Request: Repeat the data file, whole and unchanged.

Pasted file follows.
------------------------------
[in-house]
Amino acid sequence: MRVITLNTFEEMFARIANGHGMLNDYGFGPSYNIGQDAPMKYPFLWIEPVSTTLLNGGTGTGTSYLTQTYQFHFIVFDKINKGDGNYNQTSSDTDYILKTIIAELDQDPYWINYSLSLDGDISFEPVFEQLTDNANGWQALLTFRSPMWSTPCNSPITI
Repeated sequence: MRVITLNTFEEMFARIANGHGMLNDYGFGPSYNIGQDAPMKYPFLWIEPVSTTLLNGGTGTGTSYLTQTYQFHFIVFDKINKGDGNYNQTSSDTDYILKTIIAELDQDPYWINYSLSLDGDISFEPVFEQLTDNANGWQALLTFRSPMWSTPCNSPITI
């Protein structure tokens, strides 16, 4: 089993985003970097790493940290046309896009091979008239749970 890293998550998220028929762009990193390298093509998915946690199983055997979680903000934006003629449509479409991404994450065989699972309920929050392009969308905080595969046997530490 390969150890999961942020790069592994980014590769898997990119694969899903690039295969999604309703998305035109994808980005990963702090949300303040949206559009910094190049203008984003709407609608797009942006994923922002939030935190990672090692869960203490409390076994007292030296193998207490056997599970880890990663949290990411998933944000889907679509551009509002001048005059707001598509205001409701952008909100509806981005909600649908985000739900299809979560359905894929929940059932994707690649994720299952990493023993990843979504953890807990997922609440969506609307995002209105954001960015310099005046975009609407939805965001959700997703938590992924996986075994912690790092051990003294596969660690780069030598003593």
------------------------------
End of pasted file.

[in-house]
Amino acid sequence: MRVITLNTFEEMFARIANGHGMLNDYGFGPSYNIGQDAPMKYPFLWIEPVSTTLLNGGTGTGTSYLTQTYQFHFIVFDKINKGDGNYNQTSSDTDYILKTIIAELDQDPYWINYSLSLDGDISFEPVFEQLTDNANGWQALLTFRSPMWSTPCNSPITI
Repeated sequence: MRVITLNTFEEMFARIANGHGMLNDYGFGPSYNIGQDAPMKYPFLWIEPVSTTLLNGGTGTGTSYLTQTYQFHFIVFDKINKGDGNYNQTSSDTDYILKTIIAELDQDPYWINYSLSLDGDISFEPVFEQLTDNANGWQALLTFRSPMWSTPCNSPITI
């Protein structure tokens, strides 16, 4: 089993985003970097790493940290046309896009091979008239749970 890293998550998220028929762009990193390298093509998915946690199983055997979680903000934006003629449509479409991404994450065989699972309920929050392009969308905080595969046997530490 390969150890999961942020790069592994980014590769898997990119694969899903690039295969999604309703998305035109994808980005990963702090949300303040949206559009910094190049203008984003709407609608797009942006994923922002939030935190990672090692869960203490409390076994007292030296193998207490056997599970880890990663949290990411998933944000889907679509551009509002001048005059707001598509205001409701952008909100509806981005909600649908985000739900299809979560359905894929929940059932994707690649994720299952990493023993990843979504953890807990997922609440969506609307995002209105954001960015310099005046975009609407939805965001959700997703938590992924996986075994912690790092051990003294596969660690780069030598003593």